Peet’s second chapter attempts to explain economic power, which is accomplished through general consent to the rules of money and property, according to which the wealthiest of us are allowed to belong to an “investor class” whereas the rest of us must work earn our daily bread by the sweat of our brows. The rich, in short, PARLAY their wealth into power. Peet takes all of that for granted in this chapter; he wishes to explain how this age, the one we live in today, is a specifically neoliberal age. And he wishes to tell us how:
Thirty years of neoliberal freedom for the market, Harvey says, turn out to be little more than the spread of corporate monopoly power, while disproportionate influence over the media enables the message to be propagated that everyone is better off under neoliberal freedom. (29)
So how does corporate monopoly power spread? Peet concentrates upon the “combination of expertise, concentrated in specialized institutions, with real physical control over substantial capital investment” (35). From this formulation, Peet goes directly to the big hitters in the financial world, naming the powers-that-be of the Reagan, Bush I, Clinton, and Bush II administrations. Peet discusses the tie-ins between the World Bank and the IMF, the World Economic Forum, transnational capital, investment banking (with a spotlight on Morgan Stanley), in a world in which “countries restructure their policy regimes to become more attractive to foreign direct investment” but “the benefits often do not amount to much.” (49)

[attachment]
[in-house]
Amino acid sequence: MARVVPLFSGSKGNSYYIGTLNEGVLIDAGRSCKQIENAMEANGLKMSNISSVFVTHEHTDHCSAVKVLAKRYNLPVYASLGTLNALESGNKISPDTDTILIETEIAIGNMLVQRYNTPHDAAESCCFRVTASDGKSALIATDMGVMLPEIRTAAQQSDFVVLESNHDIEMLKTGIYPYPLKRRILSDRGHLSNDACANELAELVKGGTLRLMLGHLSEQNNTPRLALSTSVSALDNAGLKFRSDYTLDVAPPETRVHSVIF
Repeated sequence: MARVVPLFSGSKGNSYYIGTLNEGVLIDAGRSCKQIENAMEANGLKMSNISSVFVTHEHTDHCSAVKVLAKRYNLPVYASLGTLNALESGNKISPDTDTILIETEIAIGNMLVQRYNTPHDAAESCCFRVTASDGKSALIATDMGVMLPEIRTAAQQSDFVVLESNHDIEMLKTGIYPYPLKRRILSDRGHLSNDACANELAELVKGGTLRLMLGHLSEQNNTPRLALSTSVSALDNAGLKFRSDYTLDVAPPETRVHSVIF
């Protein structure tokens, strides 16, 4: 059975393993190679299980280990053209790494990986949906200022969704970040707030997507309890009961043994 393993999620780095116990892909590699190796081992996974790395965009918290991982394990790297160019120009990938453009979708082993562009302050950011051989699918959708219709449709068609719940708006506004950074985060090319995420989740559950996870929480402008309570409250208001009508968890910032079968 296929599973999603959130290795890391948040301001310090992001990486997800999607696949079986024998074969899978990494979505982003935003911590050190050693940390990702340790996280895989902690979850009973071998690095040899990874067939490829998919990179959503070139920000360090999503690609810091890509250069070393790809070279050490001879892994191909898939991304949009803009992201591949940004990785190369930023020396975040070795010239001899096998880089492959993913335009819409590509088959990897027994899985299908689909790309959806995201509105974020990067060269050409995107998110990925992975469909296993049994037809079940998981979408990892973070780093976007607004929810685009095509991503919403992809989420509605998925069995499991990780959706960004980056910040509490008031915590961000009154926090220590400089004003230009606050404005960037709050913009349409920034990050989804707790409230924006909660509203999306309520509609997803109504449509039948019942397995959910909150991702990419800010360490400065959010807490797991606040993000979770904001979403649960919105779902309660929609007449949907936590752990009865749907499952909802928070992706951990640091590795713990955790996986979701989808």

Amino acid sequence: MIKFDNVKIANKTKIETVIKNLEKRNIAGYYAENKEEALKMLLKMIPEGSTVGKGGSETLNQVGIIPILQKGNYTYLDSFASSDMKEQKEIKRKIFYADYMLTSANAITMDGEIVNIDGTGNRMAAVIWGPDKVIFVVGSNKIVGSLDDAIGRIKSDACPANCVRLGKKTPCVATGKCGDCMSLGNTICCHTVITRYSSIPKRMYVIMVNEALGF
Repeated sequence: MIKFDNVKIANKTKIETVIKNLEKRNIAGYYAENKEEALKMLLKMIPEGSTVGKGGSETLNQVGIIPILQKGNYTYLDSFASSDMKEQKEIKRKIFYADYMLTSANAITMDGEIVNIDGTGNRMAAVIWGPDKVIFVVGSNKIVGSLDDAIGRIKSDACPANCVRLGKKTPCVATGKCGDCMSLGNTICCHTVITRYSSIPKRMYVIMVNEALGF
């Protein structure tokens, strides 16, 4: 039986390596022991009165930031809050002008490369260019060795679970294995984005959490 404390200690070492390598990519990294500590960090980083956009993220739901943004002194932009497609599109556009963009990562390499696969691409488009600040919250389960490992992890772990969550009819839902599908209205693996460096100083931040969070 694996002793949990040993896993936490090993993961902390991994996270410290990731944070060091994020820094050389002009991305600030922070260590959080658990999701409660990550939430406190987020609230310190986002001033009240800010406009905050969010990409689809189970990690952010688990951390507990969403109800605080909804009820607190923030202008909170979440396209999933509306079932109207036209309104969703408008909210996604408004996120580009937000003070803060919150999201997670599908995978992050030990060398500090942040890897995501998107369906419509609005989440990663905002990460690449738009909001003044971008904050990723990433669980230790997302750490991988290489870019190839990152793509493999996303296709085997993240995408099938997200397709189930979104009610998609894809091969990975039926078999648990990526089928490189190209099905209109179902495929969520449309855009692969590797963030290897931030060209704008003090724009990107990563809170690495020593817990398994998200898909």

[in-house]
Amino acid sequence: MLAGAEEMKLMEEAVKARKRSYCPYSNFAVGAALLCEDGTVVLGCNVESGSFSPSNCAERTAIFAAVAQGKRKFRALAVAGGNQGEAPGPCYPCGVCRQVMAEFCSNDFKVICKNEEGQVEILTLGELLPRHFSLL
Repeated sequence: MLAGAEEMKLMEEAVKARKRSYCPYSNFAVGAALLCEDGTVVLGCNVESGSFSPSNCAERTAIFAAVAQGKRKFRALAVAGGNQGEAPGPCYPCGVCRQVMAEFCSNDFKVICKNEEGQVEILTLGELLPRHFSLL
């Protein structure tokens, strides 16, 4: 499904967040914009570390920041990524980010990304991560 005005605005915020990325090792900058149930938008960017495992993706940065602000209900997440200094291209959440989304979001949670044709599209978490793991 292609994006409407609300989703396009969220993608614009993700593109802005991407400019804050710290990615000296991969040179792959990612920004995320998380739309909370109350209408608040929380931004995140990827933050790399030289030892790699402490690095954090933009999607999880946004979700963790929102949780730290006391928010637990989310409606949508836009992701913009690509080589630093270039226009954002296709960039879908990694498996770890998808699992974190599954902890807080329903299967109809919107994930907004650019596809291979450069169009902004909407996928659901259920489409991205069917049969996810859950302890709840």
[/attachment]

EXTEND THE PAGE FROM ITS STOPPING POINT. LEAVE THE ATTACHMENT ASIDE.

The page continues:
The chapter on “ideological power” in Geography of Power discusses the history of neoliberal economics as an ideology, suggesting in the end that economics is “a liberal ideology devoted to the bourgeoisie,” a fiction reinforcing their self-congratulation. (82) The chapter on political power discusses in detail how government is controlled by lobbyists seeking access to power and think-tanks who determine the intellectual parameters of debate.
In summarizing the combination of these forces, we are told that policy power in this era boils down to a “Washington consensus,” in which elite academia, international banking institutions, and the US government set policy throughout the world, especially in the debtor nations of the IMF and World Bank. This story has been told numerous times elsewhere, interestingly in Naomi Klein’s The Shock Doctrine. It is refreshed here by Peet’s willingness to name names (Timothy Geithner is mentioned here in detail). Peet finishes this portion of the book with a critique of Jeffrey Sachs’ book “The End of Poverty: Economic Possibilities For Our Time,” in which (Peet argues) Sachs attempts to put a benevolent smiley-face on what are destructive policies for the rest of the world. Peet focuses his critique of Sachs on what he views as Sachs’ fatuous claim that the main thing wrong with the Third World is that it is not “developed” enough. Such a position, he argues, avoids an important debate over how poverty is created, materially, in countries undergoing capitalist restructuring.